"I know it's the right side," says composer Phillip Glass, "because my wife is a doctor, and she told me about it. Sometimes we ask one another, 'Am I talking to the right side or the left side of your brain?"

The leading composer and performer of the newest wave in music is speculating on which side of the human brain is affected by his work. He thinks it is and should be the right side, which is sensual and intuitive, rather than the left, which is intellectual.

Glass, 43, was in town with his ensemble (their first visit to Washington in six years) for a concert last night at the Old Pension Building and a lecture and video program at 1 today at d.c. space. They brought along two tons of electronic equipment. If that makes him sound like a rock musician, the impression is not entirely wrong. His audience is partly a rock audience, both in numbers and tastes. The sound level of his music is what you expect at a rock concert, and the fees are the kind paid to fairly successful rock performers (or very successful classical performers): $2,000 for a solo appearance by Glass with a Yamaha organ; $4,500 if he brings along his six colleagues who perform on flute, saxophone, voice, organ and amplifiers.

The music is something else, and if you ask whether it is popular or classical, the most realistic answer is: "Yes." It also has some affinities with the music of Ravi Shankar, with whom Glass has collaborated.

It is not hard to grasp; if anything, it seems oversimple on first hearing. Small motifs are repeated almost endlessly, so that the music seems to hang motionlessly; then the structure changes slightly, or sometimes it may be only the listener's perception that changes. It functions on a time scale enormously different from that of most other Western music, growing slowly through gradual additions to the texture. Sometimes it is called "pulse music," because of its emphasis on rhythmic structures.

Whatever you call it (and Glass isn't sure himself), it is reaching a large and growing audience. His first opera, "Einstein on the Beach," had two standing-room New York performances at the Met in 1976. Some of the patrons left before the 4 1/2-hour opera really got rolling, but they were met by hundreds of eagar fans, standing outside and waiting to beg for ticket stubs.

Glass has had all sorts of adjectives thrown at his music. "I don't like to hear it called 'trance music,' that sounds kind of druggy," he says. "It bothers me less to hear it called 'minimal music.' The music I was writing from 1965 to '75 could be called minimal, but now it has expanded into too rich a vocabulary for that term.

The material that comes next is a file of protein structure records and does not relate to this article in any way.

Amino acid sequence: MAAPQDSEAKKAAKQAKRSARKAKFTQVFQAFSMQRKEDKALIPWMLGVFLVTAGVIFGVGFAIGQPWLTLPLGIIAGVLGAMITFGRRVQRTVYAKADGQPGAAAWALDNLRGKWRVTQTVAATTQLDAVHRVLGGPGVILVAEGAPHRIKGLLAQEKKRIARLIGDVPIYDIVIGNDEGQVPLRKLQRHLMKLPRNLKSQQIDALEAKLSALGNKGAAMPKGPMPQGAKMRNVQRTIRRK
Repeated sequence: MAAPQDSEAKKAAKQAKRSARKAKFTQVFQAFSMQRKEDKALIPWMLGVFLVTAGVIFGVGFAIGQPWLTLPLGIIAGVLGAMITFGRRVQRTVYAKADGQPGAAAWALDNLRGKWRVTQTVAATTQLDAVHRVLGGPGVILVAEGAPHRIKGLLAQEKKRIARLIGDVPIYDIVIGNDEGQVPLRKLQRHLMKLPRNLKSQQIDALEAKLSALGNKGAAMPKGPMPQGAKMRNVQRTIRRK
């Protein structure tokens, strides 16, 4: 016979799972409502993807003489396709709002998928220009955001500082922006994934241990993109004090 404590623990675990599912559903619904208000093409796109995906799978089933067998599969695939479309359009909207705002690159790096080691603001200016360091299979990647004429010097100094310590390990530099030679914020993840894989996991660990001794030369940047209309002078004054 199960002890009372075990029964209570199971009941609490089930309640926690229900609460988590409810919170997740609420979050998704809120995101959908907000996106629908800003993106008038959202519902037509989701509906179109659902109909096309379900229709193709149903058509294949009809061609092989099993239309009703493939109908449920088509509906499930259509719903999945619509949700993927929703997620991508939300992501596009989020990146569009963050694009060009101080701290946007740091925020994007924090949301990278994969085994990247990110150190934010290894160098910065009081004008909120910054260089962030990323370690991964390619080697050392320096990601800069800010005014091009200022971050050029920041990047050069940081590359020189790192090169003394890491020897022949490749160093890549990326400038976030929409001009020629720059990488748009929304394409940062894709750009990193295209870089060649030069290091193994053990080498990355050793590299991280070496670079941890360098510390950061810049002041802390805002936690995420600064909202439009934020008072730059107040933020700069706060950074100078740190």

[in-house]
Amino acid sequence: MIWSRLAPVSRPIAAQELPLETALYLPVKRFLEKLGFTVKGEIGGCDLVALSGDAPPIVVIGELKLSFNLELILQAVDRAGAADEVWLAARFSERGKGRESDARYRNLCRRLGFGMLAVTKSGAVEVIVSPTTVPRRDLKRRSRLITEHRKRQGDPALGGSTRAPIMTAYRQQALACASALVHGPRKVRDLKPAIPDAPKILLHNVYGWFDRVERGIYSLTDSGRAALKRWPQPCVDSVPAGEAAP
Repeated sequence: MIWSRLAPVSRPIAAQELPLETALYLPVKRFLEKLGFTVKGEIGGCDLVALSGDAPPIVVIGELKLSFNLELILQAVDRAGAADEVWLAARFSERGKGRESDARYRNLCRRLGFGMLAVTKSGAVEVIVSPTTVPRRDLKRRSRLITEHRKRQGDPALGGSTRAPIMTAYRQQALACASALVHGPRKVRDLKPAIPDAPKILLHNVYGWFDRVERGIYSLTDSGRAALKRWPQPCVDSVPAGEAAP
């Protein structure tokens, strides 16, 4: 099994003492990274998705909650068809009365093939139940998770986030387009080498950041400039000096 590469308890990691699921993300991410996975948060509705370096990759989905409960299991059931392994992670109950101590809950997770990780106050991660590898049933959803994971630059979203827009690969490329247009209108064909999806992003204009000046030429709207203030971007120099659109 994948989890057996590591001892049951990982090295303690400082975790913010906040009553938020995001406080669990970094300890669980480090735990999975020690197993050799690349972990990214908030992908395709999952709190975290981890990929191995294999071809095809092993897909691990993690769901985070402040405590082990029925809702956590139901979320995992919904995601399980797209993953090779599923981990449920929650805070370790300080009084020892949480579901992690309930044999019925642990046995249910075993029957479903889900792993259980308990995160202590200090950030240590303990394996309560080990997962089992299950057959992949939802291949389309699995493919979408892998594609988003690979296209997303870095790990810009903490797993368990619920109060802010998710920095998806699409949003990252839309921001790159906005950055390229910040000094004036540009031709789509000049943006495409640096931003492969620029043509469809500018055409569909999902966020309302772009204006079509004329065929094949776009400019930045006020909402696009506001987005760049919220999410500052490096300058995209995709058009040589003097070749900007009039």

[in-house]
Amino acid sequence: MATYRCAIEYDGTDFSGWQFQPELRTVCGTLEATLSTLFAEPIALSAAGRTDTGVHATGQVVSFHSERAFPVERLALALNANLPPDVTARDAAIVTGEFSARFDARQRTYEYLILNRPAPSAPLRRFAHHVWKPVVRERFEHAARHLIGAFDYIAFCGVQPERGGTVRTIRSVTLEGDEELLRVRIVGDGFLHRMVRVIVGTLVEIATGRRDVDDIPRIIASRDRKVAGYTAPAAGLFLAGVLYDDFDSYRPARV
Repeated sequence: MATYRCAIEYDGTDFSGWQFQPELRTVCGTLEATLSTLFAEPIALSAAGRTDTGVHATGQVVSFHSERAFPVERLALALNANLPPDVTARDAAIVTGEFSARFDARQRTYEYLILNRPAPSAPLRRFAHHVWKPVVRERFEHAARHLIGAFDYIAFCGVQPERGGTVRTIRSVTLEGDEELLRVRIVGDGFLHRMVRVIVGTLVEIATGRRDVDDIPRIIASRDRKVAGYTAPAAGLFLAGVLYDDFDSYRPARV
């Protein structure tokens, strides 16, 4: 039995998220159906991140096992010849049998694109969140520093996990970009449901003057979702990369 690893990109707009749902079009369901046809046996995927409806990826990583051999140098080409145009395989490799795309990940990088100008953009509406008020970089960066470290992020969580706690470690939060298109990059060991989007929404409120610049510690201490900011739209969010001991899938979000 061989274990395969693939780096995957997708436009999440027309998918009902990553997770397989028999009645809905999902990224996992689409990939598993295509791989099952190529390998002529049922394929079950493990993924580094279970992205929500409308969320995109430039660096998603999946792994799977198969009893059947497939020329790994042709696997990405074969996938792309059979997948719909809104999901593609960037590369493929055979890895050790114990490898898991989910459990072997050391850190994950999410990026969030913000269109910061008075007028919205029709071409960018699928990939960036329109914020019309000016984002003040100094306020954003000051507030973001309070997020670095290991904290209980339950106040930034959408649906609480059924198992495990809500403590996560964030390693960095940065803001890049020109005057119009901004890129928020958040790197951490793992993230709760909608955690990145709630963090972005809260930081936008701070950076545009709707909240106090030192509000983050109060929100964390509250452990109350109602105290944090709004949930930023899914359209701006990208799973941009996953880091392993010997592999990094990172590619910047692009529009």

"At the outset, it seems to be a very visceral kind of music -- it has a steady pulse, high amplification and a gross similarity to more popular kinds of music. If you want to look at it in its own terms, there are a lot of mathematical and structural refinements and elaborations, but you don't have to be able to read the recipe to enjoy the meal.

"Some new-music people see what I am doing as an alternative language -- a radical alternative to Berio, Crumb and Stockhausen," Glass says. "At the beginning, my work polarized the new-music audience, and I was vilified in academeic circles. I am still vilified in some academic circles, but it's beginning to change. This year, I'm playing on campuses for the first time. What's happened is that audiences have broadened their ideas of what music is."

Glass is interested in the suggestion that his music is directed at the non-intellectual right side of the brain. "Couldn't we say that a lot of the trouble with avant-garde music in the '60s was that it was written for the wrong side of the brain? Composers like Irving Babbitt writing music for composers like Irving Babbit."

Glass spent some time writing for the "wrong side of the brain" before going through a crisis and a complete change of style in his late 20s. "I had a strong academic background in flute, piano and composition at Peabody and Juilliard. I guess my ambition was to be Elliott Carter II, and I had a lot of academic music being performed and more than 20 pieces published," he says. "I was very proud. I didn't realize that I would throw them all away when I was 25. Then it became impossible for me to compose any more in that style -- not for lack of ability but for lack of belief. I could no longer hide in a corner and pretend that even if people weren't ready to listen to my music now, they would be listening to it in 50 or 60 years."

His solution, he says, was "to change the rules. I became familiar with non-Western music from kIndia, Japan, Africa, and around 1965 I began to borrow some of its principles and work them into a new musical vocabulary. When I discovered that people weren't going to perform it. I became a performer. Performing my own music has been decisive for me. I like the audience feedback, and I like to go into a town and see what else is happening musically. I wouldn't be happy unless I could measure my music against everything else that's around -- find myself in competition with 'Rigoletto,' for example."

His third opera has been commissioned for production in Stuttgart in 1983. It is based on the life of the Pharaoh Akhenaten, whom Glass calls "a terrific character." The second, "Satyagraha" (commissioned for the city of Rotterdam), was composed last year and is now touring Europe in a Netherlands Opera production. It is based on the life of Gandhi and has a libretto in Sanskrit. "The audience doesn't understand it," he says, "but the audience isn't supposed to understand it.

"I'm coming out of a non-literary theater tradition, and I don't tell stories in the usual way. At bottom, music is not really a narrative structure, and I think we're coming to understand that. My music is more like a painting than a story."